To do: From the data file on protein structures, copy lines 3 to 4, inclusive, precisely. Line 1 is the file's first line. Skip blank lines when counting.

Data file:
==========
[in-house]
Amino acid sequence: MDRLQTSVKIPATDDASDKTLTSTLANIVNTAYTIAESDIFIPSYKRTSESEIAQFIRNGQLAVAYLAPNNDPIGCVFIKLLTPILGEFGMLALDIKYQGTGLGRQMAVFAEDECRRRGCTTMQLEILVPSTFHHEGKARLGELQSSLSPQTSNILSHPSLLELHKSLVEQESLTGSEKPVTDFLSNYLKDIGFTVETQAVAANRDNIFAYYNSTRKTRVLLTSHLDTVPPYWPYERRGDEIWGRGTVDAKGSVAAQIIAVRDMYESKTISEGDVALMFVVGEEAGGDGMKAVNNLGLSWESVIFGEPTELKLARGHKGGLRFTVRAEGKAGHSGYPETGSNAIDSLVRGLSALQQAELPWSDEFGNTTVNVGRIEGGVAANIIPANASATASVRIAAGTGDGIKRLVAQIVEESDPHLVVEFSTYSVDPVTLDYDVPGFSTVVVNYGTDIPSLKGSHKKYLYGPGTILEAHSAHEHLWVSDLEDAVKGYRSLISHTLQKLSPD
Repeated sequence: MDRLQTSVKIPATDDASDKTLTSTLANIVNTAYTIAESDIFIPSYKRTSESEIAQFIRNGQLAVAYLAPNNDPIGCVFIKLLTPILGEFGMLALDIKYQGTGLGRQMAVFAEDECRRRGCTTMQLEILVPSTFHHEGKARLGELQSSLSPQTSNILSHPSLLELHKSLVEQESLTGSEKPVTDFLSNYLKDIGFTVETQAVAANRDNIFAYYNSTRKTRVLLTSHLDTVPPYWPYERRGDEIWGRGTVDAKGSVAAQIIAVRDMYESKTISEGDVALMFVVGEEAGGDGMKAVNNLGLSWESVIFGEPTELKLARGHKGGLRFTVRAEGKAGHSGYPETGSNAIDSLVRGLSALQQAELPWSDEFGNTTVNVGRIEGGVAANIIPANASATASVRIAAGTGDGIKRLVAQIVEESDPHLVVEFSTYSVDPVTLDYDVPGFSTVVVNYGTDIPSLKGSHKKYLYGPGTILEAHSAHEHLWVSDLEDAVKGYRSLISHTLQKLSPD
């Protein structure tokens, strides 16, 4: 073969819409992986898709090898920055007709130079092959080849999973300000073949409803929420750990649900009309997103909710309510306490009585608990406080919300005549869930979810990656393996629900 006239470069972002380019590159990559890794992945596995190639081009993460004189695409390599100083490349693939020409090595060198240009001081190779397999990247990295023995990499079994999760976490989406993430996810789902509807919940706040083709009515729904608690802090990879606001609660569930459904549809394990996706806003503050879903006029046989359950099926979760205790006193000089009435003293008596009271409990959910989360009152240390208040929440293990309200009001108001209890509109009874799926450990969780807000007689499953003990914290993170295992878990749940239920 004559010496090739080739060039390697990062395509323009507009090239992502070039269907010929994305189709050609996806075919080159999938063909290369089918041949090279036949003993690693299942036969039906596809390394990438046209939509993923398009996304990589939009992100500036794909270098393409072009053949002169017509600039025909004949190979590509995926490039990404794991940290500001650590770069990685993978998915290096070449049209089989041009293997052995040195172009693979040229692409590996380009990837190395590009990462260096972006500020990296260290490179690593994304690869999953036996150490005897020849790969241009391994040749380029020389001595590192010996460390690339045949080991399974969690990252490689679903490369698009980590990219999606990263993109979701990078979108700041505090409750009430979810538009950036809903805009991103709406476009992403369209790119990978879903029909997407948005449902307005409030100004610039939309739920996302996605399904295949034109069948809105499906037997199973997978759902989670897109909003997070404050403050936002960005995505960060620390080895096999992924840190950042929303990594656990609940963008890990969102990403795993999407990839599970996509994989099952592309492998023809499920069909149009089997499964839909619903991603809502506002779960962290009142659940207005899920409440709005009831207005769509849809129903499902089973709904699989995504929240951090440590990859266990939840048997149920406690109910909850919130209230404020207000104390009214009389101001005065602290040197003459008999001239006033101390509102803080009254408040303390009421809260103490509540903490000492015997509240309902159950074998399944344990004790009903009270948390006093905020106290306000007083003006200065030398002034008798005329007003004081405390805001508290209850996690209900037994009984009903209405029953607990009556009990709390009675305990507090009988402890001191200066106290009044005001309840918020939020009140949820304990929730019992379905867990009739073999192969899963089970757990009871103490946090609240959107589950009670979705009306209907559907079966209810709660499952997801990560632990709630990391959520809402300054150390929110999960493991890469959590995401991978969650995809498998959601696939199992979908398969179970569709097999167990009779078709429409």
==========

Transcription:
Repeated sequence: MDRLQTSVKIPATDDASDKTLTSTLANIVNTAYTIAESDIFIPSYKRTSESEIAQFIRNGQLAVAYLAPNNDPIGCVFIKLLTPILGEFGMLALDIKYQGTGLGRQMAVFAEDECRRRGCTTMQLEILVPSTFHHEGKARLGELQSSLSPQTSNILSHPSLLELHKSLVEQESLTGSEKPVTDFLSNYLKDIGFTVETQAVAANRDNIFAYYNSTRKTRVLLTSHLDTVPPYWPYERRGDEIWGRGTVDAKGSVAAQIIAVRDMYESKTISEGDVALMFVVGEEAGGDGMKAVNNLGLSWESVIFGEPTELKLARGHKGGLRFTVRAEGKAGHSGYPETGSNAIDSLVRGLSALQQAELPWSDEFGNTTVNVGRIEGGVAANIIPANASATASVRIAAGTGDGIKRLVAQIVEESDPHLVVEFSTYSVDPVTLDYDVPGFSTVVVNYGTDIPSLKGSHKKYLYGPGTILEAHSAHEHLWVSDLEDAVKGYRSLISHTLQKLSPD
């Protein structure tokens, strides 16, 4: 073969819409992986898709090898920055007709130079092959080849999973300000073949409803929420750990649900009309997103909710309510306490009585608990406080919300005549869930979810990656393996629900 006239470069972002380019590159990559890794992945596995190639081009993460004189695409390599100083490349693939020409090595060198240009001081190779397999990247990295023995990499079994999760976490989406993430996810789902509807919940706040083709009515729904608690802090990879606001609660569930459904549809394990996706806003503050879903006029046989359950099926979760205790006193000089009435003293008596009271409990959910989360009152240390208040929440293990309200009001108001209890509109009874799926450990969780807000007689499953003990914290993170295992878990749940239920 004559010496090739080739060039390697990062395509323009507009090239992502070039269907010929994305189709050609996806075919080159999938063909290369089918041949090279036949003993690693299942036969039906596809390394990438046209939509993923398009996304990589939009992100500036794909270098393409072009053949002169017509600039025909004949190979590509995926490039990404794991940290500001650590770069990685993978998915290096070449049209089989041009293997052995040195172009693979040229692409590996380009990837190395590009990462260096972006500020990296260290490179690593994304690869999953036996150490005897020849790969241009391994040749380029020389001595590192010996460390690339045949080991399974969690990252490689679903490369698009980590990219999606990263993109979701990078979108700041505090409750009430979810538009950036809903805009991103709406476009992403369209790119990978879903029909997407948005449902307005409030100004610039939309739920996302996605399904295949034109069948809105499906037997199973997978759902989670897109909003997070404050403050936002960005995505960060620390080895096999992924840190950042929303990594656990609940963008890990969102990403795993999407990839599970996509994989099952592309492998023809499920069909149009089997499964839909619903991603809502506002779960962290009142659940207005899920409440709005009831207005769509849809129903499902089973709904699989995504929240951090440590990859266990939840048997149920406690109910909850919130209230404020207000104390009214009389101001005065602290040197003459008999001239006033101390509102803080009254408040303390009421809260103490509540903490000492015997509240309902159950074998399944344990004790009903009270948390006093905020106290306000007083003006200065030398002034008798005329007003004081405390805001508290209850996690209900037994009984009903209405029953607990009556009990709390009675305990507090009988402890001191200066106290009044005001309840918020939020009140949820304990929730019992379905867990009739073999192969899963089970757990009871103490946090609240959107589950009670979705009306209907559907079966209810709660499952997801990560632990709630990391959520809402300054150390929110999960493991890469959590995401991978969650995809498998959601696939199992979908398969179970569709097999167990009779078709429409």